We mentioned that any single ASM file is self-contained in a single ASM disk group. However, an ASM disk group can contain files belonging to several databases, and a single database can use storage from multiple ASM disk groups. You can specify a disk group as the default disk group for files created in a database by specifying the disk group in file destination initialization parameters.
ASM divides files into 1MB extents and spreads the extents for each file evenly across all of the disks in a disk group. ASM uses pointers to record extent location instead of using a mathematical function to track the placement of each extent. When the disk group configuration changes, ASM moves individual extents of a file rather than having to move all extents to adhere to a formula based on the number of disks.
For files, such as log files, that require low latency, ASM provides fine-grained (128k) striping to allow larger I/Os to be split and processed in parallel by multiple disks. At file creation time, you can decide whether or not to use fine-grained striping. File type specific templates in the disk group determine the default behavior.
Most installations will probably have two or more disk groups. The reasons for having multiple different disk groups include the following:
- To group disks of different manufacturers, different sizes or performance characteristics.
- To group disks with different external redundancy together; for example, JBOD (just a bunch of disks) would generally not be in the same disk group with disks from a RAID 1+0 or RAID5 configuration, but this is possible using ASM.
- To separate work and recovery areas for a given database.
Note: In any installation, non-ASM managed operating system storage repositories are required, and are used for swap files, execution libraries, and user file systems. The Oracle database and ASM executable files and libraries must reside on the server's operating system file system and cannot reside in an ASM files.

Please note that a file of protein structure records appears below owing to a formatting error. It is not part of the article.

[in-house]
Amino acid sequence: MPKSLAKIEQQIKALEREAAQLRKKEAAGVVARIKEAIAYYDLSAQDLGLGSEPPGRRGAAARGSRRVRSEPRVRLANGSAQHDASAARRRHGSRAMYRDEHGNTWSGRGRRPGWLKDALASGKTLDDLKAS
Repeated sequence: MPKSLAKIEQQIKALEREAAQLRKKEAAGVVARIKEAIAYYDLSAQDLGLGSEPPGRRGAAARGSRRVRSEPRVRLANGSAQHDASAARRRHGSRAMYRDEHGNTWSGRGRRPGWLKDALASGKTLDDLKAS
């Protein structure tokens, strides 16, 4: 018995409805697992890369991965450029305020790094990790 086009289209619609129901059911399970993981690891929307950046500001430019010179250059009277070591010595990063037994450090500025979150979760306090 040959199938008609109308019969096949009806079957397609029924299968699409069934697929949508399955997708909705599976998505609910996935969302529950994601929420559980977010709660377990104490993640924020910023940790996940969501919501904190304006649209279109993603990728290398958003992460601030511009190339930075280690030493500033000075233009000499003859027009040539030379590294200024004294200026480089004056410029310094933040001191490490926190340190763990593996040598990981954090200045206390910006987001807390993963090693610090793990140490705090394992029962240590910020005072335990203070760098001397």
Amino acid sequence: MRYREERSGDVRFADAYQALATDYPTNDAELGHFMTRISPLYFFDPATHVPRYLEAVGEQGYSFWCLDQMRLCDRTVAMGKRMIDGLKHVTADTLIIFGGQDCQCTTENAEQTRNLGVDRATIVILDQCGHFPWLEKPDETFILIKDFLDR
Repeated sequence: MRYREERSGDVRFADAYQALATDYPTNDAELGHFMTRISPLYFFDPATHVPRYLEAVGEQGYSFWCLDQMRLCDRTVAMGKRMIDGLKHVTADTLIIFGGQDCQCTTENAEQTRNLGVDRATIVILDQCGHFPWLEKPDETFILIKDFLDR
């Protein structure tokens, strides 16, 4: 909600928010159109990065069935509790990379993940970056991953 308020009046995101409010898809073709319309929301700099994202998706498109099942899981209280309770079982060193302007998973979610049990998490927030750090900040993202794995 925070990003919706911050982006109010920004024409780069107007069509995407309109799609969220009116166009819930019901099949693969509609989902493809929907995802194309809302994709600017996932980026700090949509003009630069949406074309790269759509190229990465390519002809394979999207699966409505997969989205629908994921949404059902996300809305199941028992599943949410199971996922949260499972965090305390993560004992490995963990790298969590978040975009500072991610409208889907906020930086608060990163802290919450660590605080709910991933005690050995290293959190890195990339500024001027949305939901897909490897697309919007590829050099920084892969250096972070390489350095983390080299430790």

In case of RAC database environment, files for loading into externals tables are still located on non-ASM file system which can be a cluster file system or local file system.
Types of disk groups
There are three types of ASM disk groups:
- Normal redundancy
- High redundancy
- External redundancy
With normal and high redundancy, the disk group template specifies the ASM redundancy attributes for all files in the disk group.
Configuration of ASM high redundancy provides a greater degree of protection. With external redundancy, ASM does not provide any redundancy for the disk group.
In external redundancy, the underlying disks in the disk group must provide redundancy (for example, using a RAID storage array.) The redundancy level or type is specified at the time of creating the disk groups.
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About the author
Mike Ault is a SearchOracle.com expert and a senior Oracle consultant with Burleson Consulting, and one of the leading names in Oracle technology. The author of more than 20 Oracle books and hundreds of articles in national publications, Mike Ault has five Oracle Masters Certificates and was the first popular Oracle author with his landmark book "Oracle7 administration and management." Mike also wrote several of the "Exam Cram" books, and enjoys a reputation as a leading author and Oracle consultant. Ask Mike a question today!